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Authority Bans Baby Formula Products Promotion


November 6 , 2021
By YARED SEYOUM ( FORTUNE STAFF WRITER )


The federal government has banned the promotion and advertisements of infant formula, enforced beginning last week. Authorities are increasingly concerned with the growing use of substitute formula undermining breastfeeding.

Any form of promotion using radio, TV and sponsored content is no longer allowed, with the Ethiopian Food & Drug Authority (EDFA) regulating the commercialisation of breastmilk substitutes. The ban affects a market with close to 78.4 million Br worth of infant formula was imported last year, up by 51.3pc from 2018.

Recent data on the number of companies importing baby formula is hard to come by, but close to 40 importers are active this year.


"We're looking to discourage the use of commercial breastmilk substitutes,” said Dagim Nigatu, senior food expert of the Authority.

Health experts caution parents that bottle-feeding during the first six months of a child's growth lowers the levels of immunoglobulin, a protein produced by the immune system to protect against bacteria and viruses. However, the provision of food other than breastmilk to infants before the age of six months stood at 48pc, a study by the Ethiopian Demographic & Health Survey in 2011 revealed. Studies conducted in recent years in cities such as Gonder and Bahir Dar found the practice of bottle feeding has grown in recent years.


Urbanisation and disposable income among certain segments of society are factors behind the growing popularity of breast milk substitutes. The marketing of infant formula for children less than two years was banned in 2016. However, companies and importers continued to promote breast milk substitutes, mostly on television and radio commercials.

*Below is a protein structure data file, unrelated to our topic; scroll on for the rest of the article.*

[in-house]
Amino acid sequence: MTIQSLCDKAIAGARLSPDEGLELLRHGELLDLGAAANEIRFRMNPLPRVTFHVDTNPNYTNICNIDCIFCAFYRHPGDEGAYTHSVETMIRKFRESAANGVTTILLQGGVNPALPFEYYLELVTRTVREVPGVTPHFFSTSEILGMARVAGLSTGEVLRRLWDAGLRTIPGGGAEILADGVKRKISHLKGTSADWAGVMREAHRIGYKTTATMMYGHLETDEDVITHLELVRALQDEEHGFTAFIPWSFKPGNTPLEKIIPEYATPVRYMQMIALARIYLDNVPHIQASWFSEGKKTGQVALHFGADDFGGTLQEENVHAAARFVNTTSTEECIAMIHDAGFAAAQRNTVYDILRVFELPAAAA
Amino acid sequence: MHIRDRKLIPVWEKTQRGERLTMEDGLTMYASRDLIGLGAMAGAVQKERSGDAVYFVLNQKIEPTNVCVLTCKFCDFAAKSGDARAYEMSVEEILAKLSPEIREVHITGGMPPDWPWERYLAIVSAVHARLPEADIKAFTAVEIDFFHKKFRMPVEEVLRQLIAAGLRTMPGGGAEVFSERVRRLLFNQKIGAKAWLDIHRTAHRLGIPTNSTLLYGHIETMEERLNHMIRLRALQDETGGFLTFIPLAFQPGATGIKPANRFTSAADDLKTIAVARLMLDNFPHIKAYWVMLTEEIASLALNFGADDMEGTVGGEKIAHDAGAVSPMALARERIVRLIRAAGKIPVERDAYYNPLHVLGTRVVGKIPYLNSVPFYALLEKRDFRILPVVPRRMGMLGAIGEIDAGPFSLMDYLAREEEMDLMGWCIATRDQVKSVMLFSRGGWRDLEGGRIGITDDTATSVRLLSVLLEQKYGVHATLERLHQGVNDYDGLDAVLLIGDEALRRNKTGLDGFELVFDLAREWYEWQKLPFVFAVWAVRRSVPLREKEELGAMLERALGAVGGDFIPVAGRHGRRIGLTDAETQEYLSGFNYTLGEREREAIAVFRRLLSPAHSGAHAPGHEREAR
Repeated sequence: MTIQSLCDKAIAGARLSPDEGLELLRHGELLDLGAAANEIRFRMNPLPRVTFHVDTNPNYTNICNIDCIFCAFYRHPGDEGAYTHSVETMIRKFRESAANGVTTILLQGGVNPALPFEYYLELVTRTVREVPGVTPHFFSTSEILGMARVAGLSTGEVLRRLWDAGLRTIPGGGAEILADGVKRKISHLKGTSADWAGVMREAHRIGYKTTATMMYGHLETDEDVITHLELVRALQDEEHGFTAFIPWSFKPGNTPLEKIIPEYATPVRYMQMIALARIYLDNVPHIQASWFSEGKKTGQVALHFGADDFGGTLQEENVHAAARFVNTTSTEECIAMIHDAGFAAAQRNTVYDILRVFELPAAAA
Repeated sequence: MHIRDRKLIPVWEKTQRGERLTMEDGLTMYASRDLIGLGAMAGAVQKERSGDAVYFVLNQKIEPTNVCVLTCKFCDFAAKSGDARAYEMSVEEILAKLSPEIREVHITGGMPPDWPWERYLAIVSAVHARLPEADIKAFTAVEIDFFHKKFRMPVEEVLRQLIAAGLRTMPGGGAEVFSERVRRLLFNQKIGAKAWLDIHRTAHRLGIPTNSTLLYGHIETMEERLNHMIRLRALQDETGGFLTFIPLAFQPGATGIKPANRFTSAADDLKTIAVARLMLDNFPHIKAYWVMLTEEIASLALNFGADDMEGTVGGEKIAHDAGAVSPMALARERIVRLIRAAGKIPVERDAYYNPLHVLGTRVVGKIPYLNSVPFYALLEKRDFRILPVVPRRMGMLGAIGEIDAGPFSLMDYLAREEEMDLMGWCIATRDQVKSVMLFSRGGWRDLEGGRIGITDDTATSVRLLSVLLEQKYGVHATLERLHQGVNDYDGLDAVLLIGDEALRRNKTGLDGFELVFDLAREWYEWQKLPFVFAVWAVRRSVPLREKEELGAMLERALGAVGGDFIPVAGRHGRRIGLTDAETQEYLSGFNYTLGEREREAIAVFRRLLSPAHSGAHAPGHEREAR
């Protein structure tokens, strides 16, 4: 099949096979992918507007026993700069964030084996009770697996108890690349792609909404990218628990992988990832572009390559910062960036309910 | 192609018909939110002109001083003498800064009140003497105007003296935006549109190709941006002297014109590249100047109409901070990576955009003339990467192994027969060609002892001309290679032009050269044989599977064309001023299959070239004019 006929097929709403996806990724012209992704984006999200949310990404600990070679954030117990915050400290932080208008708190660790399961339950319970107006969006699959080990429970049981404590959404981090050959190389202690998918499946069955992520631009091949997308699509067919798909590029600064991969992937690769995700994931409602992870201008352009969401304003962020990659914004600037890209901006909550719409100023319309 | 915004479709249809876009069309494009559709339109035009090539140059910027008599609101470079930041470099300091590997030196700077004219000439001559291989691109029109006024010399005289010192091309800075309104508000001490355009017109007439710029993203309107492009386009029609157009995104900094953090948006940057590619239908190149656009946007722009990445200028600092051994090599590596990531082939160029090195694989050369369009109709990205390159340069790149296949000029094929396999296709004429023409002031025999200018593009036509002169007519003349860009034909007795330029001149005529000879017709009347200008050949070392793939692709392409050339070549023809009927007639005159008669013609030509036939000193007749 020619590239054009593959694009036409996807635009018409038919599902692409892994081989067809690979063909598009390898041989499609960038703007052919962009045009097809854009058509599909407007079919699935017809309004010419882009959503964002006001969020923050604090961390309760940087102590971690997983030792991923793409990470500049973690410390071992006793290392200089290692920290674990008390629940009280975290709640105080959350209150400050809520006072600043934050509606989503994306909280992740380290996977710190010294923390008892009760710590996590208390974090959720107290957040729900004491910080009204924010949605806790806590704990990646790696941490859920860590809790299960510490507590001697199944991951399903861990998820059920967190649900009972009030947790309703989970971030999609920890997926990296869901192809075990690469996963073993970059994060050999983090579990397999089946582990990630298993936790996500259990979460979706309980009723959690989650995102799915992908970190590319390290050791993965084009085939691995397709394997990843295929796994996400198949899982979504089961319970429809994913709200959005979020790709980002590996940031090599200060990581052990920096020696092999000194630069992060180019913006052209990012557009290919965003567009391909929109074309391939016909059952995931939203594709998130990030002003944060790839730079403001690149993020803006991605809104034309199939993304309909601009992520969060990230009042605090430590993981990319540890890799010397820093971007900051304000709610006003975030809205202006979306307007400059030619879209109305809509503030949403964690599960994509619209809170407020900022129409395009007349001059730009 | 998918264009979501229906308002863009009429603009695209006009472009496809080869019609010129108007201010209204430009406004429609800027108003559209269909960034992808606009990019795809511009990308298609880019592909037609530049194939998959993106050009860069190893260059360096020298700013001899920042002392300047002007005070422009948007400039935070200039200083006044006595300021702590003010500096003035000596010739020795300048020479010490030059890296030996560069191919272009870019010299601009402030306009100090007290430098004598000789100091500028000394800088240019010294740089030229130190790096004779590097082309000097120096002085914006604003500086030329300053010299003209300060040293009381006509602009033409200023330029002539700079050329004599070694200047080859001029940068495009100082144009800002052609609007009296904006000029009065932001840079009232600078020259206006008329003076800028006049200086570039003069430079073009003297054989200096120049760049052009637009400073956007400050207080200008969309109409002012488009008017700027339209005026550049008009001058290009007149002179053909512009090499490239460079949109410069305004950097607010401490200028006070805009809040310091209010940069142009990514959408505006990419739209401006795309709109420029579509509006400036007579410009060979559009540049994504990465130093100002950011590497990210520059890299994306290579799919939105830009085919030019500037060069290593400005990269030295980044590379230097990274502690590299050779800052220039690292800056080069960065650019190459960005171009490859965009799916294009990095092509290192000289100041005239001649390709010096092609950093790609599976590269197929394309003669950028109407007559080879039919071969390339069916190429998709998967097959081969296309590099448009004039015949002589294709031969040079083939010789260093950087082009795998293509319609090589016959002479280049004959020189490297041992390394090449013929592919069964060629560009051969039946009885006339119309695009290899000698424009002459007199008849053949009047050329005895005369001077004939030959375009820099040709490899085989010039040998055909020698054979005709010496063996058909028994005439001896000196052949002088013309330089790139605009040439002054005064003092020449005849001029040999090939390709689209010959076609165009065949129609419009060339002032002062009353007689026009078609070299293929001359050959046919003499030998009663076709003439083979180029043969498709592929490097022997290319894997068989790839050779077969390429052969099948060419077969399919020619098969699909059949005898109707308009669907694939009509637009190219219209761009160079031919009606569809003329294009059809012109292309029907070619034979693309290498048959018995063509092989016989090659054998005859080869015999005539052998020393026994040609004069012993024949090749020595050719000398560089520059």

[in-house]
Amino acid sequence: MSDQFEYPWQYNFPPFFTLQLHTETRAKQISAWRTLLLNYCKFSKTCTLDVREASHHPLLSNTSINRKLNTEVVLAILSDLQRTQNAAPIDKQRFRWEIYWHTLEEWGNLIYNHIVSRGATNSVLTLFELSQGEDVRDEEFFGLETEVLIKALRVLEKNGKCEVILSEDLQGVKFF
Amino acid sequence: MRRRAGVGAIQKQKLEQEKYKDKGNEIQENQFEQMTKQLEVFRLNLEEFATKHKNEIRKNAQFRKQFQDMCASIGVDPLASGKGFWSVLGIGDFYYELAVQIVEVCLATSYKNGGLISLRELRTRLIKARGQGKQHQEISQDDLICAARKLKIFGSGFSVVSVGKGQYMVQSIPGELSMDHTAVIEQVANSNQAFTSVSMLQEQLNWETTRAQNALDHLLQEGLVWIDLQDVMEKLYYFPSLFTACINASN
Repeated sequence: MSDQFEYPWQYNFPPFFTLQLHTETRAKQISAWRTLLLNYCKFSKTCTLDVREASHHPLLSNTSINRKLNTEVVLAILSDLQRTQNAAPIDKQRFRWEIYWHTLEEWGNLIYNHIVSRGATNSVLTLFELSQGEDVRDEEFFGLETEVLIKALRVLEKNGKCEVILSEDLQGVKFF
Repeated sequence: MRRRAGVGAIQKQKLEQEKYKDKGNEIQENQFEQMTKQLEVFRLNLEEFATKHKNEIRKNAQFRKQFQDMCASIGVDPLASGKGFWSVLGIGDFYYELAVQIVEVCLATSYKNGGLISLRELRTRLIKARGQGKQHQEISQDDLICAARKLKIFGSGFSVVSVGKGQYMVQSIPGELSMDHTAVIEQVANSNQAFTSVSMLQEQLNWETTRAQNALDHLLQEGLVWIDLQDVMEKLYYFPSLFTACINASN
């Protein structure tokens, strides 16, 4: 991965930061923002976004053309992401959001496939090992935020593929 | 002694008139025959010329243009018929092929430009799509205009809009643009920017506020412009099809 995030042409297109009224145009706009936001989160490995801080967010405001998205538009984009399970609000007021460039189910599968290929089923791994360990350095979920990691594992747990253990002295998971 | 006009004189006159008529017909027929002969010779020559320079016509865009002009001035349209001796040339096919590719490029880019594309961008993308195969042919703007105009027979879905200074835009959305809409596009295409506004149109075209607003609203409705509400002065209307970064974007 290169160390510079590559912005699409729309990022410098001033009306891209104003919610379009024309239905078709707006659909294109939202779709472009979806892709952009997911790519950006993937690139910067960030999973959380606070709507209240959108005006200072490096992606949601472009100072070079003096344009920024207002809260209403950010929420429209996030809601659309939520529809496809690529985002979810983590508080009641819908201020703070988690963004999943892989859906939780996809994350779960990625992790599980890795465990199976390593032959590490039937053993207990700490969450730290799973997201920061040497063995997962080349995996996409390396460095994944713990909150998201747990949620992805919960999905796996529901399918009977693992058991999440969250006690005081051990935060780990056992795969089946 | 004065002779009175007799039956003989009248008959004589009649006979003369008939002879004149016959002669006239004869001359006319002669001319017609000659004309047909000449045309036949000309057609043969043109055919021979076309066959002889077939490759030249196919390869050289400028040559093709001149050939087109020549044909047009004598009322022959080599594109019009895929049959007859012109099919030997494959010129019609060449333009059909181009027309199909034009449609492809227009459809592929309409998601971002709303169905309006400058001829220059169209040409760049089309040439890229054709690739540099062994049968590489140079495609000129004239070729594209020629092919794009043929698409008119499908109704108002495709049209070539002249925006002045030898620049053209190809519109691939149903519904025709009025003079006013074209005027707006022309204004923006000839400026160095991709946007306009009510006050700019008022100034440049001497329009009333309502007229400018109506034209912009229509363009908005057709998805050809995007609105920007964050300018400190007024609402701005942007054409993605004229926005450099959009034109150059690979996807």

"Businesses have been circumventing the law," said Dagim.

There is a need for robust monitoring and enforcement mechanisms to ensure that the marketing and promotion of breastmilk substitutes do not undermine breastfeeding, says Dagim.

Importers found not complying with the rule could face the suspension of import or manufacturing permits for up to six months. Repeat offenders could see permits revoked for up to two years.


Redeat Melkamu, an importer of Liptomil Plus infant formula, received the news of the ban with little surprise and welcomed it.

“We were consulted,” she said of the decision by the authorities. “Although it may hurt our business a little, it's good for the country.”

Addis Ayele, CEO of ADAG International Plc, sees the ban will have little impact on the business of importers. Demand for baby formula surpasses supply, which the foreign currency crunch has recently constrained. Importer of Honilac brand from France, ADAG International has stopped bringing in the product for lack of forex after five years in business. Addis says his company will resume importing baby formula once the forex problem is resolved.

The ban is also imposed on infant formula's direct or indirect marketing through health institutions and professionals.



PUBLISHED ON Nov 06,2021 [ VOL 22 , NO 1123]


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